Heartworm Disease on the Rise: Is Your Dog at Risk?
As summer is quickly approaching which means sitting in the sun at the beach, going out on a boat at the lake, or going to a delicious BBQ at a friend’s house. Unfortunately, summer also brings out the INSECTS! One insect in particular that I hate is Mosquitoes. We are all aware of the itchy red bumps on our legs and arms that these pests create. As a veterinarian, mosquitoes concern me for another reason – THEY TRANSMIT HEARTWORM DISEASE to our dogs and cats.
I am sure that most everyone has heard about heartworms. The American Heartworm Society (the leading organization in the country that educates the public on heartworm disease) was founded in 1974, which tells you how long we have recognized this potentially life-threatening disease. If you have taken your fur baby to a veterinarian, I am sure that you have been educated about heartworm disease. If not or you forgot what was said I will catch you up. If you are a heartworm expert, you can skip the next paragraph!
Heartworms are foot long internal parasites that affect the heart, lungs and blood vessels. These parasites can affect just about any animal, though I am going to focus this article more on dogs since they are a natural host (foxes, coyotes, and wolves are also common hosts). Infected dogs or wild animals carry microfilaria which are the baby stage of the heartworm. Mosquitoes ingest the microfilaria when an infected animal is bitten. The microfilaria then develop into larvae inside of the mosquito in about 14 days. The larvae are then transmitted during the next mosquito bite to the new host such as our dogs. These larvae take about 6 months to develop into an adult heartworm.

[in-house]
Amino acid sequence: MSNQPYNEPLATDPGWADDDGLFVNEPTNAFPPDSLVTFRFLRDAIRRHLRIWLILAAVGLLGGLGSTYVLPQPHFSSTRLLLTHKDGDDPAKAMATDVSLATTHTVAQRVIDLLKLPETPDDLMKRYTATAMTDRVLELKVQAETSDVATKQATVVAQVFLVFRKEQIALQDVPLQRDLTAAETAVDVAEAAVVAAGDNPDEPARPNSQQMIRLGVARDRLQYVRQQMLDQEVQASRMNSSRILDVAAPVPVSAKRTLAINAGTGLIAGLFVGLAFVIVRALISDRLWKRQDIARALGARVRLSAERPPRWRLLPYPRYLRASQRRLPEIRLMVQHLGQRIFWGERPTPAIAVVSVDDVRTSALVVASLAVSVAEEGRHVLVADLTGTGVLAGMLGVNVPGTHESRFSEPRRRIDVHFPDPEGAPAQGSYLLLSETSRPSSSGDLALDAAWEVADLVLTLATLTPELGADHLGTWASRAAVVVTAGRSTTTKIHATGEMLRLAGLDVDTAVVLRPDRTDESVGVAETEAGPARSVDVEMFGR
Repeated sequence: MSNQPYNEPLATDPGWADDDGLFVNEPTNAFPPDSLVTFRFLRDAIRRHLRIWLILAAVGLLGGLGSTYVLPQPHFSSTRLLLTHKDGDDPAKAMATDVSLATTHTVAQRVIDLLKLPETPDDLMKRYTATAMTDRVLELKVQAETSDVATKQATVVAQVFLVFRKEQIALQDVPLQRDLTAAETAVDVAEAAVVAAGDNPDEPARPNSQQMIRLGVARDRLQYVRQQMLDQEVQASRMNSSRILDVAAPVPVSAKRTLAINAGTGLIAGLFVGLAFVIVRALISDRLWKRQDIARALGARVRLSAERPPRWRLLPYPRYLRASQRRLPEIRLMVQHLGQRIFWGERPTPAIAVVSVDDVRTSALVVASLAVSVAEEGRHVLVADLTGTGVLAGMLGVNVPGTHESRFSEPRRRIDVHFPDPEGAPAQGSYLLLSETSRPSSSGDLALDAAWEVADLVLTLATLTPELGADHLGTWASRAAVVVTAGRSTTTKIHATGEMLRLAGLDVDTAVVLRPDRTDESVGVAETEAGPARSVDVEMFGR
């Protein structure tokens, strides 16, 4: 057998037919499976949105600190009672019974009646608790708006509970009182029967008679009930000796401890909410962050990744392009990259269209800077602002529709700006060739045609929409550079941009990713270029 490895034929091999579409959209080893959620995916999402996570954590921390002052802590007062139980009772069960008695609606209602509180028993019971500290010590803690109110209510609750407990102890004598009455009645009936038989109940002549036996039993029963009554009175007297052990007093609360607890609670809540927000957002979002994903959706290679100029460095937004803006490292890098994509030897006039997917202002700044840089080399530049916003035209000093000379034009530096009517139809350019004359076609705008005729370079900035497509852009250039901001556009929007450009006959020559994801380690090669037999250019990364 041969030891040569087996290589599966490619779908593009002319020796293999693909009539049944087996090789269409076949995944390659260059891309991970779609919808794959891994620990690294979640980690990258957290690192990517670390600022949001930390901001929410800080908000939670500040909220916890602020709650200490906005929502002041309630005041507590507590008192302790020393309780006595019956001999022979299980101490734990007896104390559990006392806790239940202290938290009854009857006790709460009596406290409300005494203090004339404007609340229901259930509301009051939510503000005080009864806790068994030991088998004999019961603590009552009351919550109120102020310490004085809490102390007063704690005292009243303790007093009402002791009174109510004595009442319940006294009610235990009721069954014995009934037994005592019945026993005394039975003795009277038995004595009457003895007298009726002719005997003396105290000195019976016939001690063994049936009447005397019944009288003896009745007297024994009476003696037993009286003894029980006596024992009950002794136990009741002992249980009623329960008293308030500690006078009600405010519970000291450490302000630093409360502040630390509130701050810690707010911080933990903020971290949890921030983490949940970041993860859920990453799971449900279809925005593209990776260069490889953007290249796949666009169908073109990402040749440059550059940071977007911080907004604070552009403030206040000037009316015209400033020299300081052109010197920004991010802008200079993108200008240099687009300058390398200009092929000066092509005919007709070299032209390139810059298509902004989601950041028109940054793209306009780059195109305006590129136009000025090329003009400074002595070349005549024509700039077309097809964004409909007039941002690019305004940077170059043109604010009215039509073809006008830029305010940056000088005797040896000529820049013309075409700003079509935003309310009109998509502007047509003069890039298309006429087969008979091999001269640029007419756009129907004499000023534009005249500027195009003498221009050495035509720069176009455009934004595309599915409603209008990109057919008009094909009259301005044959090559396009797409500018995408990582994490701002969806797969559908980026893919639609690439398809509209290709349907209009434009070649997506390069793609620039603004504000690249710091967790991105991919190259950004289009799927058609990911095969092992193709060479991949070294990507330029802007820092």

Obviously heartworms have been around for a long time and there are many great preventives on the market. So why did my title say that heartworm disease is on the rise? Many experts believe that we are starting to see resistance against some of the preventives, while others suggest compliance (not keeping our dogs on a heartworm preventive all year round) is the main cause. At this point, we do not have the exact answer but the number of heartworm positive dogs across the country has been increasing.
At Fox Creek Veterinary Hospital, we have seen EIGHT dogs in the last 6 months that have heartworm disease (Just to give you a comparison, we normally see on average 1-2 heartworm positive dogs a year). The American Heartworm Society (AHS) recently released a newsletter in which they reported that there has been a 21.7% increase in heartworm positive dogs in the last 3 years.
I am not writing this to scare anyone (I apologize if I did), and with the recent rain and flooding mosquitoes are going to be terrible. I really just want to let everyone know that it is more important than ever to make sure our beloved four legged family members are on a heartworm preventive. An annual heartworm test is also extremely important to make sure your dog is free from adult heartworms. I am hopeful that when the AHS releases new heartworm data in the future that we will see a decrease in the number of dogs with heartworm disease!
I would love to hear from you if you have any questions regarding heartworm disease or any other questions about your fur babies. I hope to have more entertaining and educational blog entries in the near future. Please come back soon!
~Dr. Matthew Bechtel